Why does the wind adversely affect over-the-air television transmission?


MIKE DEVRIES — The Capital Times archives

If you do not have cable, your digital television reception can be affected by storms and high winds.

Antennas intercept the TV signal, which travels as a low-energy electromagnetic wave. The TV waves that are intercepted by the metal antenna cause electrons to move and that generates an electric current — which gets converted to the TV picture. If the TV carrier wave gets disturbed, your TV picture can be affected.

For the best digital TV reception, your antenna should have a clear line of sight to the TV broadcast tower. But many homes do not have that direct line. Any large structures can interfere with the signal. Trees are a common obstacle. On calm days, trees are not much of a problem but on windy days, strong winds cause the trees to sway.

Signals from the TV broadcast tower can overlap chaotically and generate a problem referred to as multi-path interference. This causes the signal to get distorted. If you are located far from the tower so the signal is weak to begin with, multi-path interference can result in a loss of your signal, particularly on UHF channels.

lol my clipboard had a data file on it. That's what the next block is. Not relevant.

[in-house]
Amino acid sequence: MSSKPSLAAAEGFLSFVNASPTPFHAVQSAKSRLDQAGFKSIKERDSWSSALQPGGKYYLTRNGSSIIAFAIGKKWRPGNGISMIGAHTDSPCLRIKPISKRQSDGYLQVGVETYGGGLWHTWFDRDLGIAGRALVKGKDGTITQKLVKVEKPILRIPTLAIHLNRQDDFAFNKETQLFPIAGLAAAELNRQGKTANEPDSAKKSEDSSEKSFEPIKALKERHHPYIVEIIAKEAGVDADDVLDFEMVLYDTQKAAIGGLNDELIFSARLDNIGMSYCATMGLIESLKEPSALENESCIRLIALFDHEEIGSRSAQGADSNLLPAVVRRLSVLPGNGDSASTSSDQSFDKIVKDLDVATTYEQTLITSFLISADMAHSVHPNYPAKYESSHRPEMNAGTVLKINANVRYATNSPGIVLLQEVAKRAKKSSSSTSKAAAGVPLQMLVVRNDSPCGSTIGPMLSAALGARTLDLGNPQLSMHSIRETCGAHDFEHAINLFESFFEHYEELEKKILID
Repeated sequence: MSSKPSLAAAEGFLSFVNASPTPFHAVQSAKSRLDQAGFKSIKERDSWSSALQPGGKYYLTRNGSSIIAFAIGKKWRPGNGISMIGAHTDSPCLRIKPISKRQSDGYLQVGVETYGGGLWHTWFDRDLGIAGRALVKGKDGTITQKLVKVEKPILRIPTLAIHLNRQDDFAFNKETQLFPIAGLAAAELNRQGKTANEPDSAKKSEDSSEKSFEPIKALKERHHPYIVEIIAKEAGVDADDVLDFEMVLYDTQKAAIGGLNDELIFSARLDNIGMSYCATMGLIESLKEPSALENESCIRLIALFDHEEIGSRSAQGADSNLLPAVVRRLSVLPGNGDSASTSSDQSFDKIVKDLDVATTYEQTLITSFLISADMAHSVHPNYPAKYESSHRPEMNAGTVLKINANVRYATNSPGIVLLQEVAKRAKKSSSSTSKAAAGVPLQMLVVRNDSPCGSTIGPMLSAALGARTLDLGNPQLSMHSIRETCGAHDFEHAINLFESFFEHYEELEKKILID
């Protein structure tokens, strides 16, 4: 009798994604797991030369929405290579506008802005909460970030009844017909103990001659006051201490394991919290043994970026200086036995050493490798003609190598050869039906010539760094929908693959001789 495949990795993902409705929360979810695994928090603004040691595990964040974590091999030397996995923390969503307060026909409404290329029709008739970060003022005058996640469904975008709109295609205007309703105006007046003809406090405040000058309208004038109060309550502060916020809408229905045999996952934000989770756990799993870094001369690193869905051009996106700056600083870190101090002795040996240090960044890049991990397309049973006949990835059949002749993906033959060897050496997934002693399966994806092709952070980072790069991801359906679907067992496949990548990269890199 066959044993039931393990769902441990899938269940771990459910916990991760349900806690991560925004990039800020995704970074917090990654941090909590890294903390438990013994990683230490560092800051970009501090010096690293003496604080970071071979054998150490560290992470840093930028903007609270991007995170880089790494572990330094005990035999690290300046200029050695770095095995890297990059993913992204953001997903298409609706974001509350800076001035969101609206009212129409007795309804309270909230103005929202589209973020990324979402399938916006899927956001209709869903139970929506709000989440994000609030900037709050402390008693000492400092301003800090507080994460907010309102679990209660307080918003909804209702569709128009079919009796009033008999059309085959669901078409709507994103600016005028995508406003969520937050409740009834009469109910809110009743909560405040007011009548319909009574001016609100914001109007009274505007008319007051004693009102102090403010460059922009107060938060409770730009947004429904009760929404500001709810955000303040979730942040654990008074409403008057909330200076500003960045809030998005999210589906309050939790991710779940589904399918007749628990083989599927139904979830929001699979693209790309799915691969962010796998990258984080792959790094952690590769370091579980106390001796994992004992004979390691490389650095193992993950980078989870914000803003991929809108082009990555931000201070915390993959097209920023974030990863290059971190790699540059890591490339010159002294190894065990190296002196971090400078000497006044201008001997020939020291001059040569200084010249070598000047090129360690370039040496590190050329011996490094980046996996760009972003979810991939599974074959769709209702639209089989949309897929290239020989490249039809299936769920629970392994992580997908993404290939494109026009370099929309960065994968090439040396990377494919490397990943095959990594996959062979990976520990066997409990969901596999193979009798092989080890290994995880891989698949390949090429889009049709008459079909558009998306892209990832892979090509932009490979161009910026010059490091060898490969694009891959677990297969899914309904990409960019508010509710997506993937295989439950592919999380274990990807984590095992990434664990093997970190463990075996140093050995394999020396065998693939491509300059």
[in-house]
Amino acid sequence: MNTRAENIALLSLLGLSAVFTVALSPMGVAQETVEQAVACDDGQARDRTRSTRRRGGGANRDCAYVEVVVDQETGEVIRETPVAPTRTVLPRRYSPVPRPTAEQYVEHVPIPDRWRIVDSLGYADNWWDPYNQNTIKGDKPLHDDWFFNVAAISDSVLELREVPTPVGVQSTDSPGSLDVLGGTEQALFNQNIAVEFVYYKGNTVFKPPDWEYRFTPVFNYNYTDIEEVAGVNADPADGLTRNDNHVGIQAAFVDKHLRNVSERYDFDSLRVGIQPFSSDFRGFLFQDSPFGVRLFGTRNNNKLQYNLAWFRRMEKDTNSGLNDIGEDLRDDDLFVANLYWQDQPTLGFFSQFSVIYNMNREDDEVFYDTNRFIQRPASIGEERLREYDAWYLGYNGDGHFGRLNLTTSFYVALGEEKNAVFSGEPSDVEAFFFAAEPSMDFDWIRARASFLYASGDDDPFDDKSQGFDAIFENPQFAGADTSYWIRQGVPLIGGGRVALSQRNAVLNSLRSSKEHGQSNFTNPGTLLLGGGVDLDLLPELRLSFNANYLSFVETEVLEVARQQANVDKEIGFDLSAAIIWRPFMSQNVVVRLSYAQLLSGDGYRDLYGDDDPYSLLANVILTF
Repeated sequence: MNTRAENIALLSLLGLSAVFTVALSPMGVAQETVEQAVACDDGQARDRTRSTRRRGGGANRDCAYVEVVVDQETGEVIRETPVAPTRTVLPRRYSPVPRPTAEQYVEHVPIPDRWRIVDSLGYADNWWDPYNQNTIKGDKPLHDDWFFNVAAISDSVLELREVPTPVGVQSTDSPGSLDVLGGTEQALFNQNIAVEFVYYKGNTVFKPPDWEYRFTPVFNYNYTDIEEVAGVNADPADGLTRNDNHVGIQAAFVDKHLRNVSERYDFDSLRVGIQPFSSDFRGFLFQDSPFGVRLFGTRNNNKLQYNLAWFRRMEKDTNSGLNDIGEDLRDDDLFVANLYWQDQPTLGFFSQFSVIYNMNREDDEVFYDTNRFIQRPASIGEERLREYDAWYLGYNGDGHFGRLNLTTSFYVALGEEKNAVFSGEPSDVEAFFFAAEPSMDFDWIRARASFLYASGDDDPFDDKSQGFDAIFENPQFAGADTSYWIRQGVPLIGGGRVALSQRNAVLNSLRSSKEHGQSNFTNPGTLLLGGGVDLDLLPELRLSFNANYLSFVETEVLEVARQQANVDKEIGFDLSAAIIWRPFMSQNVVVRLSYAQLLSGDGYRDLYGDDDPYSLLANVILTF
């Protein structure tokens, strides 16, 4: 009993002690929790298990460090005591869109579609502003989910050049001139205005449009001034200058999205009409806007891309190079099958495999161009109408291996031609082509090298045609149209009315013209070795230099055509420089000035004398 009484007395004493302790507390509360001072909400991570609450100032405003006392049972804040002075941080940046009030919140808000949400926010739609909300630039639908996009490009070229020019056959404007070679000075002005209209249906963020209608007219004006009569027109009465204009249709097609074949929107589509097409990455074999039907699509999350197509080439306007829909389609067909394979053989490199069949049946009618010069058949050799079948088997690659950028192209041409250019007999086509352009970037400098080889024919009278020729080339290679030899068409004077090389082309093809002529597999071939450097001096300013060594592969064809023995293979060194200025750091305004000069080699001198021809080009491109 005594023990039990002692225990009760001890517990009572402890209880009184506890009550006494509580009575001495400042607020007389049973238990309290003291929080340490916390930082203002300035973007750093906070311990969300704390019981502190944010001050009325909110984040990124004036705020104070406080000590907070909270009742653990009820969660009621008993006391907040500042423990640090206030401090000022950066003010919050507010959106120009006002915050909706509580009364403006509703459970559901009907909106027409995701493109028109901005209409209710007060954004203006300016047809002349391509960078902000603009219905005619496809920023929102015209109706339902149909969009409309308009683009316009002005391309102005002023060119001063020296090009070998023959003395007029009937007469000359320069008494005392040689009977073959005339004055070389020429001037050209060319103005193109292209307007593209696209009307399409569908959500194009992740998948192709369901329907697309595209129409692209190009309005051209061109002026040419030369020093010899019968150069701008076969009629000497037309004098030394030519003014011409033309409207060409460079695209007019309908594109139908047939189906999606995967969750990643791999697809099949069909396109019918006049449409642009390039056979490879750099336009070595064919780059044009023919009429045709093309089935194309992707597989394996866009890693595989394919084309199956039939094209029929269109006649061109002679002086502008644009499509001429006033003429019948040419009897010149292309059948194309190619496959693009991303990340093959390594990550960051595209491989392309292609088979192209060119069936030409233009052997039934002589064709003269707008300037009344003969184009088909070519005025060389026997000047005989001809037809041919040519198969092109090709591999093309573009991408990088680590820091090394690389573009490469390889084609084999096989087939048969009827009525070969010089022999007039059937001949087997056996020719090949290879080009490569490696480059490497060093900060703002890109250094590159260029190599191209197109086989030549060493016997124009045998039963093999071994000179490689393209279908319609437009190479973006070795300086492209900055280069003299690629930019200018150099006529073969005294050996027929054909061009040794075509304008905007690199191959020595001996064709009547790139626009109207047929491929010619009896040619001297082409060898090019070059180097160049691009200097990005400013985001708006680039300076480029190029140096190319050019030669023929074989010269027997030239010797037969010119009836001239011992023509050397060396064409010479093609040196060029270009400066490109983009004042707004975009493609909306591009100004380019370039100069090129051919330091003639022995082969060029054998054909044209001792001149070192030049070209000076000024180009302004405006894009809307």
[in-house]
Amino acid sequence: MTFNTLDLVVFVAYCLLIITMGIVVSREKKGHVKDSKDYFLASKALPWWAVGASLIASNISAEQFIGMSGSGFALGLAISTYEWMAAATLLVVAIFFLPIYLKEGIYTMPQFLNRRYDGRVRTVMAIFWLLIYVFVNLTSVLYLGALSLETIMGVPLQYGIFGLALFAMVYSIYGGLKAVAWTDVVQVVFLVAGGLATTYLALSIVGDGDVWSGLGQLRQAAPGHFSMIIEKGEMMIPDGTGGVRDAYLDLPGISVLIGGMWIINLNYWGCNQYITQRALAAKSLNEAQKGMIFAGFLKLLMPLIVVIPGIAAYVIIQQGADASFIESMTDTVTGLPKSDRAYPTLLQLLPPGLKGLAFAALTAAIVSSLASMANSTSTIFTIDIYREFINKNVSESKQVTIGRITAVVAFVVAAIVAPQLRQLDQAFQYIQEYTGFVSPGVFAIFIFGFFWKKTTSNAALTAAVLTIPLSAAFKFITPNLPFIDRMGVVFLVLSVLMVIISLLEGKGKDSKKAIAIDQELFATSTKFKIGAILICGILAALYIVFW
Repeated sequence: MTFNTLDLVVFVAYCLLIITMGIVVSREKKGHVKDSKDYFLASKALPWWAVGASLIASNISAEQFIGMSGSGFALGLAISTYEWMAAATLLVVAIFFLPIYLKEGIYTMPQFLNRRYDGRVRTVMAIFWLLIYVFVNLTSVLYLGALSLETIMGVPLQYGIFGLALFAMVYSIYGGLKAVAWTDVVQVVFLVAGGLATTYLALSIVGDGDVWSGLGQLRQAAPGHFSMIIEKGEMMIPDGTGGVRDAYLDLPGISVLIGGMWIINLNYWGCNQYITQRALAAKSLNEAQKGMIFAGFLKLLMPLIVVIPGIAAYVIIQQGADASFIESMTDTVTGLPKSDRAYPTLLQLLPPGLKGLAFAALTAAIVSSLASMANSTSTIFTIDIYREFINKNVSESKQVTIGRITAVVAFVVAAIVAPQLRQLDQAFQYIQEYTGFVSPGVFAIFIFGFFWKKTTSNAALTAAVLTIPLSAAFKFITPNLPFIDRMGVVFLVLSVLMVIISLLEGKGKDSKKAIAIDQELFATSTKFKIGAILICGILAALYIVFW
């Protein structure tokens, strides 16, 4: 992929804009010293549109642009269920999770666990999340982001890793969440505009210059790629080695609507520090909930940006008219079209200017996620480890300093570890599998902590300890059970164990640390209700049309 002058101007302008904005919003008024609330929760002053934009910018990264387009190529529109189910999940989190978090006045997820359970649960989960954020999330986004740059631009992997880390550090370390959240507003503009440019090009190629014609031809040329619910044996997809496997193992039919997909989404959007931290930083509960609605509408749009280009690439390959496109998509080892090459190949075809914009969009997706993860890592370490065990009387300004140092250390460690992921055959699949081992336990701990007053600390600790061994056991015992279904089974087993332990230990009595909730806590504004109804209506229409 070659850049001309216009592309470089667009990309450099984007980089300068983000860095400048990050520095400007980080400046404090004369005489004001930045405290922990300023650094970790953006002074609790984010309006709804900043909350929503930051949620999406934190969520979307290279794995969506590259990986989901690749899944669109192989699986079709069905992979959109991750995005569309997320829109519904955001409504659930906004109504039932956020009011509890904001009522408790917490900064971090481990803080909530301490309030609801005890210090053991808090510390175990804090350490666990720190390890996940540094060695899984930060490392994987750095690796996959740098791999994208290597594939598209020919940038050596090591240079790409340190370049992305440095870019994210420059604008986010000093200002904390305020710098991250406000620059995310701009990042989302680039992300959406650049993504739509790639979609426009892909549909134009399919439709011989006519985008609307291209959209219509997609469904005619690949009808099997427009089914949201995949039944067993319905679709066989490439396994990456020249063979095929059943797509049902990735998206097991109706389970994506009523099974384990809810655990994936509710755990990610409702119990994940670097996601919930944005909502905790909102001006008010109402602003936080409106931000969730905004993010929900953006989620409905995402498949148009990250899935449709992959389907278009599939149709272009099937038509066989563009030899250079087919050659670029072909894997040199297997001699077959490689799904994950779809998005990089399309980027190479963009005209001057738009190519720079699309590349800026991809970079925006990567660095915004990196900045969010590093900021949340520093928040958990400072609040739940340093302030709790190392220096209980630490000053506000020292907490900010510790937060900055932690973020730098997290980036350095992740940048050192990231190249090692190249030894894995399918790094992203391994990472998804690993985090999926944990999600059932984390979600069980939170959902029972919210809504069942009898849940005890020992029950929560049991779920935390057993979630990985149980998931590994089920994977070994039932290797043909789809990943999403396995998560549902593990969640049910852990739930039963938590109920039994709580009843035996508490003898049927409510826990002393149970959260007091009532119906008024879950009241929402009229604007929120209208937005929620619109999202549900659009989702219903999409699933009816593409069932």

An outdoor antenna, especially if it is on a tall mast, can be moved by the wind which also causes a problem for reception. If you have an indoor antenna, on windy days you can try moving the antenna to a different location, such as an attic. You might make observations to see if there is a correlation between wind direction, wind strength and signal loss.

Category: Phenomena, Severe Weather

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